Cisco agrees to buy TANDBERG, the Norwegian video communications equipment market leader, paying $3 billion, an 11% premium to yesterday’s Oslo market close for the stock. Expected to close in first half 2010, the deal will result in a video communications juggernaut being led by Fredrik Halvorsen, CEO of TANDBERG.

A lot of analysis in the coming months will carp about the product overlaps, but will likely miss the strategic jewel at the heart of this acquisition – channel. You can quite reasonably have alternative channels for alternative products, and I suspect that that’s exactly what Cisco will do. TANDBERG product for TANDBERG channel (indirect) and Cisco product for Cisco channel (direct).

Strategic Fit [5/5] – Complementary Channels.

Cisco’s acquisition of TANDBERG solves several major issues for Cisco, few of which were product related. Historically, Cisco’s acquisitions were of small companies with great technologies and no distribution network. Acquisition meant adding a zero (10x more) or two (100x more) to revenues for these deals. But, as Cisco got bigger, so did the deals, where in fact it is no longer about the technology and all about the distribution network. Webex. Scientific-Atlanta. TANDBERG. These deals were about customers and new channels that would have cost billions and taken years to develop otherwise.

Since introduction in 2006, Cisco sold its brand of telepresence equipment through Cisco direct sales teams focused on the largest accounts in the world. Their penetration of this market is limited to the coverage and productivity of a direct sales person, which can only be justified on accounts purchasing say $5 or $6 million/year of Cisco-branded equipment. Given that most equipment have several years of useful life, that’s a big account probably employing thousands of employees.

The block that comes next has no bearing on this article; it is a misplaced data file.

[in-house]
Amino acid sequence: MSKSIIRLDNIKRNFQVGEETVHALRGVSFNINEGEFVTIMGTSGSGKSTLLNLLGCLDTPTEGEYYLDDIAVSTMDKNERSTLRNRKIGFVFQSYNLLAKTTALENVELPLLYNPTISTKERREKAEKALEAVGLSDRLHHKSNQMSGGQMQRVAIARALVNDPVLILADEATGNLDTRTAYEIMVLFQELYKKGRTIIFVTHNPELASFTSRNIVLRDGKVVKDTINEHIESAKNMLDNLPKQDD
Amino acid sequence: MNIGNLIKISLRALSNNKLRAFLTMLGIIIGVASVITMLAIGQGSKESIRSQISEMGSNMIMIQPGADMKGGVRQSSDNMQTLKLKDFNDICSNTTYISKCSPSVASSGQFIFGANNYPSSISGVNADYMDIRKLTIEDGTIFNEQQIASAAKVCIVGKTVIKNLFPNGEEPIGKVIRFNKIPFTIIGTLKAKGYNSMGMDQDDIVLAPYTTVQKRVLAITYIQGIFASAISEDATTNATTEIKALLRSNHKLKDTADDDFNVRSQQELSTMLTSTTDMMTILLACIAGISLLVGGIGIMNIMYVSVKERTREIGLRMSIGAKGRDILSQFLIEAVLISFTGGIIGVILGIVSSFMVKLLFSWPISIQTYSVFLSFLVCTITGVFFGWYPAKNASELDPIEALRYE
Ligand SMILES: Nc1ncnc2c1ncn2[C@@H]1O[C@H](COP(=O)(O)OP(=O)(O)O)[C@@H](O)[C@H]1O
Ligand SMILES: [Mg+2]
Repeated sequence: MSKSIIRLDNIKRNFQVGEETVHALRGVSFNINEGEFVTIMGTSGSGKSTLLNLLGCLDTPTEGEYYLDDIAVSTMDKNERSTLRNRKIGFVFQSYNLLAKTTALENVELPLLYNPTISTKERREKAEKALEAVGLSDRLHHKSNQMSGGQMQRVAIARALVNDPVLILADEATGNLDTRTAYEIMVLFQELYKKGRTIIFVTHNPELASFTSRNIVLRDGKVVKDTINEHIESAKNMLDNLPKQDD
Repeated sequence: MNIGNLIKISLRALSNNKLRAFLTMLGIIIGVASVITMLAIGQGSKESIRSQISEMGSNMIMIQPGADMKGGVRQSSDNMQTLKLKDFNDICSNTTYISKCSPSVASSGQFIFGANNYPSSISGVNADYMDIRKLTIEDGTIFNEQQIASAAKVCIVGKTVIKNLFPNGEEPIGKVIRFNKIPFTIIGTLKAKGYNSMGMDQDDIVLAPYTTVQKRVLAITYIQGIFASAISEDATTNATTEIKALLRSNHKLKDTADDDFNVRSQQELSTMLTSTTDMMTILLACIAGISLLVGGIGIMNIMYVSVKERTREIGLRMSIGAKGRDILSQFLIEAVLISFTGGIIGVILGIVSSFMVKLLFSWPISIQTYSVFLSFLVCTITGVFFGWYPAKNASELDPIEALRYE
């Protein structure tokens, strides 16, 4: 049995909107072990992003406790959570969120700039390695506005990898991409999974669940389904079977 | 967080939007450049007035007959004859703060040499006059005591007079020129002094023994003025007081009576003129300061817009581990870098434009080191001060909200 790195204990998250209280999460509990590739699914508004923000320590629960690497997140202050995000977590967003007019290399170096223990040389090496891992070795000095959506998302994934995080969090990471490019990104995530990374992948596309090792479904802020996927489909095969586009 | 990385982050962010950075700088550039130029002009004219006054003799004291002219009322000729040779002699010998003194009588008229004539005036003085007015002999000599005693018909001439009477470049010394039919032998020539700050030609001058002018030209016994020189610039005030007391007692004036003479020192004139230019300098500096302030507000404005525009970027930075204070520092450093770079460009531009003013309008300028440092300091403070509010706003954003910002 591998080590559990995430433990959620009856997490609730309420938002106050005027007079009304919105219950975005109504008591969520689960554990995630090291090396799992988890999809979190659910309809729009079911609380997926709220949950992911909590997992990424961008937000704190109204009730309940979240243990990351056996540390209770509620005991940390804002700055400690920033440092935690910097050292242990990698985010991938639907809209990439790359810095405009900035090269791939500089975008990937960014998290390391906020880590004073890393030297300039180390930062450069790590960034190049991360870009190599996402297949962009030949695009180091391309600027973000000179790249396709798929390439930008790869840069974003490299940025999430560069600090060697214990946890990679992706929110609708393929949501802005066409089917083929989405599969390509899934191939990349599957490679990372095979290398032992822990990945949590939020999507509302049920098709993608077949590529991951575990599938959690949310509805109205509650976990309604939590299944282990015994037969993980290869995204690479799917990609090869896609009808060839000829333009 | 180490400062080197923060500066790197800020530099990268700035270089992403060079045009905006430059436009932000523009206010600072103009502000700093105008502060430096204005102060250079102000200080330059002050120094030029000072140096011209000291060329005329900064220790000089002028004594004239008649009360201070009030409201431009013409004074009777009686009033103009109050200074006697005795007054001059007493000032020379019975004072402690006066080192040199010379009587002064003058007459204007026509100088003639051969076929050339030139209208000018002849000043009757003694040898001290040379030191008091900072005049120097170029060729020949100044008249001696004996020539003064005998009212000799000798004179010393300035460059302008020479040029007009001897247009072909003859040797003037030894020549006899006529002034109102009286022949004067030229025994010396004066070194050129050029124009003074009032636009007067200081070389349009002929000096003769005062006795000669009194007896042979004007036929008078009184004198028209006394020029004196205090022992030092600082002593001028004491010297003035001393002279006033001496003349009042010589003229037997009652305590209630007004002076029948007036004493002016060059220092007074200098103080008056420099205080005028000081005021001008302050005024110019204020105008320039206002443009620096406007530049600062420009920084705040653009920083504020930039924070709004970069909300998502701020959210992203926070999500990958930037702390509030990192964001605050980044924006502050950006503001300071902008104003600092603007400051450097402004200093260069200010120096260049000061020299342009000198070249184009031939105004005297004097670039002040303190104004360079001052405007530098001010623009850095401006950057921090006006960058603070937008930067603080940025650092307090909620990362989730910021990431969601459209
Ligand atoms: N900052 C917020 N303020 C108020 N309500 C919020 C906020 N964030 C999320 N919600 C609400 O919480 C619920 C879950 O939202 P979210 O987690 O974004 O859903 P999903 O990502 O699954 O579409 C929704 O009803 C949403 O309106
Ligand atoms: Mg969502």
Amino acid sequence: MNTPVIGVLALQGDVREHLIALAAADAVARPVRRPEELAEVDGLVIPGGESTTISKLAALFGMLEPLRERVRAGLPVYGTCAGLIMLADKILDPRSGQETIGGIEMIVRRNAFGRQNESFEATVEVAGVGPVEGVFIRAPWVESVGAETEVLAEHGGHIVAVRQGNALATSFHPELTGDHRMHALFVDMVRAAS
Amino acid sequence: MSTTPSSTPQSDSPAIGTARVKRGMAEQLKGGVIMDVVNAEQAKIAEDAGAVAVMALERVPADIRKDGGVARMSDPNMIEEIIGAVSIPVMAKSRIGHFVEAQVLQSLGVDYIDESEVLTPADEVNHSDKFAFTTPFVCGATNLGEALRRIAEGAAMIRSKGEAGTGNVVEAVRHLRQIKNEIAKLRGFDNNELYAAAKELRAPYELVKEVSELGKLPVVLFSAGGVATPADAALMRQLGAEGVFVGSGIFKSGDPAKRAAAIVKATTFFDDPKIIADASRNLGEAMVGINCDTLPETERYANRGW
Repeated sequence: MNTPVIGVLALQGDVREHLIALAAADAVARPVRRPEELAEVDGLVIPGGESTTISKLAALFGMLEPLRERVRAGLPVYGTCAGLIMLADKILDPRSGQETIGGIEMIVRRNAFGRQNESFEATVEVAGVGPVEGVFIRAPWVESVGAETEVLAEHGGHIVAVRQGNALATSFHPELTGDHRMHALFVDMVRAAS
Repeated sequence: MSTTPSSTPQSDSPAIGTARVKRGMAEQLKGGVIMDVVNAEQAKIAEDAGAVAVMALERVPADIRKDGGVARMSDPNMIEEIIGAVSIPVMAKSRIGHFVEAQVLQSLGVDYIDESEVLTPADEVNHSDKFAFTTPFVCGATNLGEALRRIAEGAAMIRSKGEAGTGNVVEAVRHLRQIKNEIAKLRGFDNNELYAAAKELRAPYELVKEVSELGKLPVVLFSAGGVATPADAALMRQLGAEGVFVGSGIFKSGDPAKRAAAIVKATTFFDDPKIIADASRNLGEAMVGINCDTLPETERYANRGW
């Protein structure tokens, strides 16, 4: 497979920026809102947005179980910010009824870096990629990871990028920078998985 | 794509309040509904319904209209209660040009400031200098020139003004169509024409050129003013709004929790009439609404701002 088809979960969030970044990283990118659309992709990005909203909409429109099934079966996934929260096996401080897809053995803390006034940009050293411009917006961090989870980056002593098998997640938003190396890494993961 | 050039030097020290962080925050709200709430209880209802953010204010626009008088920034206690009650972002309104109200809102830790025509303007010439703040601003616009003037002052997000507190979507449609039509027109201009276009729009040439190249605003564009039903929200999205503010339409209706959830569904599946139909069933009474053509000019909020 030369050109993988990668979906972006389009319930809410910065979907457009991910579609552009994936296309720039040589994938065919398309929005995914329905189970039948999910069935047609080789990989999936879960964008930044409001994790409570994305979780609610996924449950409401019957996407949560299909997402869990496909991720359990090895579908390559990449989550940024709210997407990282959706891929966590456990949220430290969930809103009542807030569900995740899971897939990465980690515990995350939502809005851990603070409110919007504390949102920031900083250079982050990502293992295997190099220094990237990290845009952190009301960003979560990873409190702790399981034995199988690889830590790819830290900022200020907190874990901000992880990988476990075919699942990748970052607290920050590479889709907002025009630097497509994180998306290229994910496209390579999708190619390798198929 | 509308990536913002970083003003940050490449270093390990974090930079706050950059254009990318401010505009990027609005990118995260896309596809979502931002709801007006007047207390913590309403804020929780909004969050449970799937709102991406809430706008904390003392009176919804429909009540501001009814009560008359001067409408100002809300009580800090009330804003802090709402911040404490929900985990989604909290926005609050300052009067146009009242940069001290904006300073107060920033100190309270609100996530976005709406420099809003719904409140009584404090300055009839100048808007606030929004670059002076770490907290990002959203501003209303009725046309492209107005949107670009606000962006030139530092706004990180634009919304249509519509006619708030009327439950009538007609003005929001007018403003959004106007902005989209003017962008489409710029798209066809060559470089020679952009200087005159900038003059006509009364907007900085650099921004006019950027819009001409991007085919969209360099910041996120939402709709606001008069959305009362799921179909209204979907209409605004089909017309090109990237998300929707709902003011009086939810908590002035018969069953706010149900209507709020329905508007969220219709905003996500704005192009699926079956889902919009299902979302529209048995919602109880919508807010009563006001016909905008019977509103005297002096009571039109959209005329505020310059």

TANDBERG, on the other hand, has a completely indirect sales channel that sells through a network of well-established and trusted AV (Audio-Visual) specialists. This global network is the heart of the Cisco deal. Now, Cisco hopes to engage these resellers to carry more, sell more and bring the new Cisco-brand of ‘TelePresence’ to the medium enterprise market, a new growth space that neither company had been able to address to date.

Timing [5/5] – Recessions are Better Time to Buy.

Recessions are extraordinary times for the strong to get stronger, and John Chambers knows it. Now I understand why SilverLake wanted to buy TANDBERG: so they could sell it to Cisco.

Customer Demand [3/5].

Enterprise customers generally have tremendous respect for Cisco products (they work) and Cisco support (it works fast). Video communications have generally been purchased from one or another brand. Polycom customers typically consider themselves Polycom customers and TANDBERG customers consider themselves TANDBERG customers. Growth in the past have been through technology upgrades such as SD to HD, low engineered video rooms to tightly controlled experience of telepresence suites, and expansion in terms of the number of locations and rooms in those locations that can be addressed.

TANDBERG customers have not been worried about the company’s viability despite rumors of PE interest in the firm and this deal will only strengthen their confidence in the operation of the company.

A common tactic has been to split the business between vendors, or at least have two vendors bid against each other for an expansion or replacement project. By reducing the number of credible telepresence vendors, there will be more of this tactic involving Polycom, where the practice had been to make Cisco and TANDBERG compete.

Potential [1/5].

Although Cisco will now have a bigger telepresence business to run, the deal alone will not be a significant booster to the size and growth trajectory of the market – yet. Only if the new unit is able to market some or all of the combined offering to new customers in the mid-market will the real potential that Cisco shareholders have grown accustomed to be realized.


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